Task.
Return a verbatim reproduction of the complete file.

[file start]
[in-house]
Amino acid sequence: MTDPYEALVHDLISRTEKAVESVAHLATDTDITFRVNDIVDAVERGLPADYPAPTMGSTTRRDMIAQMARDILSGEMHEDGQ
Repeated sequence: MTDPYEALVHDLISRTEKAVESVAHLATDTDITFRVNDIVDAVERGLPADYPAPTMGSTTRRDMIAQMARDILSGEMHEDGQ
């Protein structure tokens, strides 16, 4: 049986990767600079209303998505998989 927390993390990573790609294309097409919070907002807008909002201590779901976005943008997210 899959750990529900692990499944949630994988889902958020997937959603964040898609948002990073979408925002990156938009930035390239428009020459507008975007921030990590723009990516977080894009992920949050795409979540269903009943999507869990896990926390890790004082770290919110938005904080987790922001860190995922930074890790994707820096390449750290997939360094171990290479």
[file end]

[in-house]
Amino acid sequence: MTDPYEALVHDLISRTEKAVESVAHLATDTDITFRVNDIVDAVERGLPADYPAPTMGSTTRRDMIAQMARDILSGEMHEDGQ
Repeated sequence: MTDPYEALVHDLISRTEKAVESVAHLATDTDITFRVNDIVDAVERGLPADYPAPTMGSTTRRDMIAQMARDILSGEMHEDGQ
């Protein structure tokens, strides 16, 4: 049986990767600079209303998505998989 927390993390990573790609294309097409919070907002807008909002201590779901976005943008997210 899959750990529900692990499944949630994988889902958020997937959603964040898609948002990073979408925002990156938009930035390239428009020459507008975007921030990590723009990516977080894009992920949050795409979540269903009943999507869990896990926390890790004082770290919110938005904080987790922001860190995922930074890790994707820096390449750290997939360094171990290479």